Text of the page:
It has been a hard process. But she is returning more and more each day. She is sweet, so very sassy, and still a bit reserved when she doesn’t need to be. But now that we are nearing the anniversary of her adoption, I see the growth. The changes not only physically but emotionally. Kids are remarkable. They can forgive though forgetting may take a little longer. They are strong, resilient, and made of wonder. That being said, they need more than love. We have a wonderful play therapist who allows our kiddos to process all that has happened in their short little lives. And I’ve noticed that they confuse things that happen with us with things that happened in their first home. No matter what, if they are willing to talk, I listen. I try to help guide them through their feelings, and I apologize whether or not it was me that caused the hurt. I apologize. I’m sorry that happened to you. And occasionally, I’m sorry that I made you feel afraid.
I’m far from perfect. In fact, if you talked to the people in my home every day, you’d hear a litany of wrongs. I don’t dispute that. But I’m trying. I’m growing right along with them. Learning about them, what they need, and how to parent them in the best possible way. And some days, I blow it. BIG TIME. I lose it and yell when all they need is a hug and some softness. And there are times when I get it right. And those moments are the ones that I cling to. Glean from. Try to emulate repeatedly. The moments when you see acceptance and pure joy on the face of your child and know unequivocally that you’ve made the right statement, bought the right gift, and spoke the right language of love.
I get asked a lot how and if a family should adopt from foster care. When I’m asked there really isn’t a black and white, one-size-fits-all answer. It’s gray. And that’s because you have to know what you can handle; what fits your lifestyle and family situation; what is going to be the best-case scenario for the family you have and the family you want. Is it possible? Yes. Is it guaranteed? No. At least not without a lot of hard knocks, bruised ego, and emotional warfare. Sounds appealing, right? I promise it is worth it.
I often guide families to evaluate life as if adoption isn’t an option. If adoption is the ultimate goal, I encourage them to seek an outside agency. Why? It’s simple. Counties will place with their families first. It makes sense. However, if the child is moving toward adoption and the foster family isn’t interested in adopting a child, then they seek outside the agency for families that are waiting to adopt. By this time, the length of the concurrent is usually greatly shortened and the likelihood of reunification greatly decreased. It can still happen, and you will know this ahead of time, but it’s unlikely. In other situations, you can choose to adopt only waiting children. This means that the biological parents’ rights have been terminated. Then the children are free and available to adopt.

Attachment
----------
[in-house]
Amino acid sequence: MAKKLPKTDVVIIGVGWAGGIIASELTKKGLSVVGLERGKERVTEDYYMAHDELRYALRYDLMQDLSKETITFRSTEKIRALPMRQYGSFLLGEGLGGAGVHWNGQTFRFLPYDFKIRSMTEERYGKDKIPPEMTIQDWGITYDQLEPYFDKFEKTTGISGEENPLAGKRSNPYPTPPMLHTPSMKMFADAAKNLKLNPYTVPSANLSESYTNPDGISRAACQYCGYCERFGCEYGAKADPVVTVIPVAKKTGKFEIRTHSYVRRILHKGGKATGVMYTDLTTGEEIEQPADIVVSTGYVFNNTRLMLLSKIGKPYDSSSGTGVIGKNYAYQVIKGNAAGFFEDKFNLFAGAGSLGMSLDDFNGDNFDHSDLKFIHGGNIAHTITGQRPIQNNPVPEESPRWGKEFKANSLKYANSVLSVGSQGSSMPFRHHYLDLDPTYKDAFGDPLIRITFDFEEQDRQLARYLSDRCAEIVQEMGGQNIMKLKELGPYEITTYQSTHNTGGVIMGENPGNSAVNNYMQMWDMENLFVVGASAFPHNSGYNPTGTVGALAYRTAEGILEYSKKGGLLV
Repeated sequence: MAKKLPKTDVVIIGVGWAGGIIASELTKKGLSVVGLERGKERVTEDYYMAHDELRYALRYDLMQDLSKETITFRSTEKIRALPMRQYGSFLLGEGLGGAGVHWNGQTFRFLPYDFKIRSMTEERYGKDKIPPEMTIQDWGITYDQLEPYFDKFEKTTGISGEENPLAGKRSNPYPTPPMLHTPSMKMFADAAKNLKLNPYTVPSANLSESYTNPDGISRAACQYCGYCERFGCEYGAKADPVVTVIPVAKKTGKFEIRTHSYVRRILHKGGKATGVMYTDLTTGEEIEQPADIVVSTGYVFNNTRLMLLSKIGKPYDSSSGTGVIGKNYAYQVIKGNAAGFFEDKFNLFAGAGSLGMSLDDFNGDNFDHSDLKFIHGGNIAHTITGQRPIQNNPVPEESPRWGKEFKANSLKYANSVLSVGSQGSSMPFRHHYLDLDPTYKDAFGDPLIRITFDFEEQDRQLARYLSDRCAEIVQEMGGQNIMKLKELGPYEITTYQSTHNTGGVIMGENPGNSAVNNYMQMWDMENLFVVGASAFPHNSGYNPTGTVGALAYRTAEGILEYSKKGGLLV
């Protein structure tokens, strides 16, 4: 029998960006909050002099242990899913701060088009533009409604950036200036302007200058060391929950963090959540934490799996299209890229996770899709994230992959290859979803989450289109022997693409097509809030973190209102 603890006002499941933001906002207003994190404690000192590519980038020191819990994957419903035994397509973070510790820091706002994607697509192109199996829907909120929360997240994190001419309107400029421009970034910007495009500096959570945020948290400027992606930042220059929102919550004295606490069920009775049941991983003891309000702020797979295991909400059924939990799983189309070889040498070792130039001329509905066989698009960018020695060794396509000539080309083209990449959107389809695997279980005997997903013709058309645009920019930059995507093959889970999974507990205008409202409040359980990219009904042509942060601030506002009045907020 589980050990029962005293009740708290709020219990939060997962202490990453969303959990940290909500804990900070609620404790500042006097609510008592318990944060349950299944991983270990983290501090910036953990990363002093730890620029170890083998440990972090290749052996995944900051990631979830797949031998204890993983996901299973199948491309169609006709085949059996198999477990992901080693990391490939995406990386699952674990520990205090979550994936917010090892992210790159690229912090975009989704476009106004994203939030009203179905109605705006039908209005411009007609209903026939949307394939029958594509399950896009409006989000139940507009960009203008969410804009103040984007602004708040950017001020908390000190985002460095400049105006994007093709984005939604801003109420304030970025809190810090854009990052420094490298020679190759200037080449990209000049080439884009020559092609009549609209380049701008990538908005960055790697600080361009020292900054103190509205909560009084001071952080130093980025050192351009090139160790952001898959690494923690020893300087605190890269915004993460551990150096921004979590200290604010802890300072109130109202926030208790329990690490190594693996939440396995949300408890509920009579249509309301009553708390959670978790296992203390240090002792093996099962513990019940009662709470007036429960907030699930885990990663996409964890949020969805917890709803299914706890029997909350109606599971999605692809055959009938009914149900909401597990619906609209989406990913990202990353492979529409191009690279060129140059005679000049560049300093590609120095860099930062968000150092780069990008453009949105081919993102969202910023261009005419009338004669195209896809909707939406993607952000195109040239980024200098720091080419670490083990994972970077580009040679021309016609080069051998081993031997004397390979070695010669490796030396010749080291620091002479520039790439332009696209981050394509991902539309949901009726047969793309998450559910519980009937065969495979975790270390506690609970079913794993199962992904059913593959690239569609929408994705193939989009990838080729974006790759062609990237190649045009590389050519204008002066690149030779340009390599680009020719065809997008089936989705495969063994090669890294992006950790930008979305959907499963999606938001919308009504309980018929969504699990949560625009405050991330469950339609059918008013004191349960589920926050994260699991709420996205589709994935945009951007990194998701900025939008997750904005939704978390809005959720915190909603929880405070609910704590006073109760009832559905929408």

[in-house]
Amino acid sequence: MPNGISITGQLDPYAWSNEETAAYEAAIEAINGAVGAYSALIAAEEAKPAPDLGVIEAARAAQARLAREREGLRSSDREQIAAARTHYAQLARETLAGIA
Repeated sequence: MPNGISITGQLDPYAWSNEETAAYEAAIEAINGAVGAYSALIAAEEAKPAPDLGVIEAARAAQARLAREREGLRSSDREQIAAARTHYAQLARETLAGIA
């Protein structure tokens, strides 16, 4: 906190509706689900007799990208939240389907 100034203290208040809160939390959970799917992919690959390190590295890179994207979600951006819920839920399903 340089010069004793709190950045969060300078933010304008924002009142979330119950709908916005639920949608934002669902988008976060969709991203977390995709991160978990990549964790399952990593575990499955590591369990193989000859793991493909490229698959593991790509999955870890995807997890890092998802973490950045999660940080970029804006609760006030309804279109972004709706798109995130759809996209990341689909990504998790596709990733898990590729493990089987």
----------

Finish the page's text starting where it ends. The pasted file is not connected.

What do you need? You will need to complete classes on parenting children from different backgrounds with varied special needs and exposures. You’ll want to know what that looks like. Find a family in your church or your community in which you can develop a relationship with and know what their day-to-day life is like. Do your research. Explore as many books, podcasts, and videos as you can about common diagnoses associated with trauma: reactive attachment disorder, fetal alcohol spectrum disorders, oppositional defiant disorder, etc. Learn. Devour information. Grow. You will need to change your thinking on just about everything. I have learned how to parent my kids according to their needs. It looks different for each of them, and yet there are many consistencies. Seek a support group. I so wish we had support in place before we started this journey. And not because it’s been so horrible; I don’t want to give that impression at all. But because it’s not easy. I placed unrealistic expectations on myself and on my family. I could have avoided many mistakes if I had just had someone who had been there—someone who understood the complexities of the many relationships you’ll encounter along the way.
You can do this. If you feel drawn or led to adopt then I suggest that you research every avenue. I know instantly that international adoption wasn’t our path. That doesn’t mean I didn’t want it to be. But it just wasn’t for us. Early in the journey, I would have told you that foster adoption wasn’t for us either. I was wrong. It can be scary. And it will be difficult. I don’t want to urge anyone to enter a process that will lead to heartache. You know what your limits are, and I believe that you should know them and respect them but allow yourself room to grow. You may be surprised at your strength, resilience, and adaptability. Just because I would only adopt from “x category” doesn’t mean you shouldn’t research “y category.” That may be where you soar. It may be where you are the best and most effective parents. Don’t view these children as damaged. I honestly believe that was my worst mistake. View them as healing, strong, and worthy.
Too many times, we hear the tragic story of a child or adult that was raised in foster care. It has become a storyline that is overused in many TV crime shows and novels. But we don’t see enough of the ones that succeed. The ones that make it through hard work, determination, and pure grit. True, success for that young adult may look very different than you once pictured it. But the journey there is all that’s important. I hope one day my children grow up to do something they love to do. It will most definitely not fulfill the checklist of things that I wanted for my life. That doesn’t make it any less significant, and it certainly makes it well-deserved.
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Karla King is a passionate open adoption advocate, adoptive mom, foster mom, wife, reader, avid creator of food, a stay-at-home mom, and Christian. She loves taking care of her family, supporting others on the adoption journey, and watching the world through her children’s eye.